[easyazon_image align=”left” height=”333″ identifier=”B0198UHPIM” locale=”US” src=”https://englewoodreview.org/wp-content/uploads/2016/10/51IMDCqowsL.jpg” tag=”douloschristo-20″ width=”222″]Places of Time, Attention and Togetherness
A Review of
Come to the Family Table:
Slowing Down to Enjoy Food, Each Other, and Jesus
Ted and Amy Cunningham
Paperback: NavPress, 2016.
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Reviewed by Janna Lynas
Looking back, it’s where I grew up: around a table, food the impetus that lured me in and fed my belly. But the people and the stories were what kept me there and fed my heart. Prayer first, food next, then a question asked or a memory shared. The book cover condenses the main premise nicely: “The family table is where parents model Christ’s love, grandparents provide wisdom, children experience a sense of belonging and friends enjoy hospitality” And so Come to the Family Table, by Ted and Amy Cunningham shares personal experiences of a hurried lifestyle that caused an intentional slowing and time at the table with not only their children but the other people in their life that need their time and attention.
In a relational format, Ted Cunningham, a speaker and author on marriage and family and founder along with his wife, Amy, of Woodland Hills Family Church, found their hectic lifestyle of speaking engagements and church responsibilities were leaving them dry and in need of a makeover. They set out to reevaluate the family table of their past and redesign their present family table to leave a lasting legacy for their children and for the reader as well.
The book is divided into two parts: The Family Table is for Us and The Family Table is for Others. Describing family life, what it was and what they wanted it to be, the Cunningham’s sought after intentionality – to be fully present at their family table, at home or on the road. Smartly set with Amy’s takes and Ted’s views woven into each chapter, personal stories of the desire for something different and meaningful takes shape; a sort of formula that requires a little planning, but is worth the effort. The basic format is a healthy meal, a game, devotion and prayer. The Cunningham’s have taken the liberty to share recipes, and suggest inventive and familiar games that will keep your family engaged long after the meal, along with a short devotion and written prayer.
From the perspective of personal story, the authors share revealing experiences with food. Some are poignant memories of shared meals with extended family while another details a story of over indulgence leading to an eating disorder. With grace and transparency, they point back to the One who created food for our enjoyment and the boundaries we observe in our partaking. “We prioritize quality over quantity. More is not always better. What is better? Actually enjoying it together” (50).
While reading the positive message of sitting down to dinner together, I was prompted to consider the table that as of late has been piled with books or work or sports equipment. There have been many meals missed at my table, or spent eating in front of the television. There was no condemnation for this while reading the book. Rather, I felt encouraged to re-establish a designated meal time and put a bit more thought into the time we spent together, not just the act of eating, remembering I am modeling the importance of this time together to not just my family, but to others I invite around my table.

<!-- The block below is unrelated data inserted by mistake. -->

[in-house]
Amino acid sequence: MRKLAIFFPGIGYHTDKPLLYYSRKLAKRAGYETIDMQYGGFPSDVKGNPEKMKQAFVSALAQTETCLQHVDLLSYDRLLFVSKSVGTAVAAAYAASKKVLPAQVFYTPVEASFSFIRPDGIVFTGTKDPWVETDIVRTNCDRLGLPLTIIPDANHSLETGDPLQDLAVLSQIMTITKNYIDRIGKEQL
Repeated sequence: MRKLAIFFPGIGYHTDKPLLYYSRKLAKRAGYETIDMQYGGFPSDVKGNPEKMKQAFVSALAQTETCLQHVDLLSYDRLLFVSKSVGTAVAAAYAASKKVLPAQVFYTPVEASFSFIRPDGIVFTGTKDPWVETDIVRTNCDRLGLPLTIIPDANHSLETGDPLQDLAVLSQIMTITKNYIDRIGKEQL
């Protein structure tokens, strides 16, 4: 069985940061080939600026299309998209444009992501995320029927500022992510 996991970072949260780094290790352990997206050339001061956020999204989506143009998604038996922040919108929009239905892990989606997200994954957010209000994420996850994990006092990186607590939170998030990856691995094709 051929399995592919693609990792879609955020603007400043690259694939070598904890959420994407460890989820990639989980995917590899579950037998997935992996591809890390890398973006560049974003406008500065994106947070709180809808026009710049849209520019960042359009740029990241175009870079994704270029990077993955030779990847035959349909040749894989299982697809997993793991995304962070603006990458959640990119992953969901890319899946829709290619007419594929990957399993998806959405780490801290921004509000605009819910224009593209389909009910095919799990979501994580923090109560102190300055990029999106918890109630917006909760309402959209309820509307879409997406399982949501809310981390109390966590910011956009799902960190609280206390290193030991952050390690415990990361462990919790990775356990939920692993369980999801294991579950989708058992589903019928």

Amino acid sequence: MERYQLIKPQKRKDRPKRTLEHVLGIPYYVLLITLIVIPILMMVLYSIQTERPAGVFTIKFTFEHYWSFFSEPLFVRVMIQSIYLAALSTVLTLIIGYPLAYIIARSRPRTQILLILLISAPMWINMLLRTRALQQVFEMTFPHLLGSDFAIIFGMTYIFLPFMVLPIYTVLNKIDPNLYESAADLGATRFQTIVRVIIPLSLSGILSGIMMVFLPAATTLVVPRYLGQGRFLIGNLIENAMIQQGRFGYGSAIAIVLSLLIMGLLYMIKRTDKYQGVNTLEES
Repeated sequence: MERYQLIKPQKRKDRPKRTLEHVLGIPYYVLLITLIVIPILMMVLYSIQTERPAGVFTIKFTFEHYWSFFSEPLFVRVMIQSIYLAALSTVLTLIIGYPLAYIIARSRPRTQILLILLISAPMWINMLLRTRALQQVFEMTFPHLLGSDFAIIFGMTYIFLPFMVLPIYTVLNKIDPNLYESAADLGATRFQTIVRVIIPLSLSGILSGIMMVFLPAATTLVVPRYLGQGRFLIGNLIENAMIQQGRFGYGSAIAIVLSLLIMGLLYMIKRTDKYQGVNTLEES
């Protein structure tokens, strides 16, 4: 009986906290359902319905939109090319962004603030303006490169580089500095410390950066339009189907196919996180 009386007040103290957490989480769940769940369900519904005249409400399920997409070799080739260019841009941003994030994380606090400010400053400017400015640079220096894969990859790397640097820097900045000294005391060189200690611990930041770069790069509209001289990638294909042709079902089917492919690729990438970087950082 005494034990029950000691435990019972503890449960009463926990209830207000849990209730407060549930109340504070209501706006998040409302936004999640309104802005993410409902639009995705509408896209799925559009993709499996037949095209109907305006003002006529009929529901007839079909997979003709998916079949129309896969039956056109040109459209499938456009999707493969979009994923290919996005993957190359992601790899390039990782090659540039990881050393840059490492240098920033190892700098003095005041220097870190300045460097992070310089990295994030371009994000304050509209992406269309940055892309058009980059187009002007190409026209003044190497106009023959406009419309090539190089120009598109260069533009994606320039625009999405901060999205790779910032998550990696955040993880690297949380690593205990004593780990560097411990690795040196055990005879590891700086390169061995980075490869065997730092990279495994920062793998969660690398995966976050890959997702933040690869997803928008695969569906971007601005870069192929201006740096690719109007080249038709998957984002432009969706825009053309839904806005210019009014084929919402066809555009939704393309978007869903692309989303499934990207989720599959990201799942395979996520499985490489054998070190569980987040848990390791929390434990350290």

The benefits of eating together are not new concepts. The majority of American families eat a single meal together less than five days a week. Several studies have been published about the emotional and physical health benefits of living life around the table. Anne Fishel, co-founder of The Family Dinner Project, writes, “In a survey, American teens were asked when they were most likely to talk with their parents: dinner was their top answer. Kids who eat dinner with their parents experience less stress and have a better relationship with them.” Even if you’ve not established this practice of eating together consistently with younger children, it is not too late to begin. Although they may act like eating together is an inconvenience, teenagers need this time to feel connected to their people and know that a shared table shows interest in who they are and what is important to them. This is my current dilemma: keeping my teens past the eating when homework, activities and social media all vie for their attention. While reading Come to the Family Table, I was reminded keeping healthy expectations is the key, knowing that every night will not find us all at the dinner table together.
The family table is a place of nourishment, a place of stories and memories, and a safe place of asking questions and finding the answers together in Christ alone. “Pouring into others means you are fully present in conversation and free from expectations. May you each come to the family table with full hearts ready to pour into those gathered… Your family table will inspire other family tables, where we all gather to enjoy food, each other and Jesus”(194).
I believe many readers will appreciate the personal story, relevance and attention to placing Christ in the center of our family tables, appealing to all our families, whomever we are made of. May we all find our places of time, attention and togetherness around something we all need, a meal one with another.
Janna Lynas lives in the Midwest with her pastor husband and four children. She loves listening to real-life stories and taking notes. She writes regularly for Fourwardwrcc.wordpress.com.
C. Christopher Smith is the founding editor of The Englewood Review of Books. He is also author of a number of books, including most recently How the Body of Christ Talks: Recovering the Practice of Conversation in the Church (Brazos Press, 2019). Connect with him online at: C-Christopher-Smith.com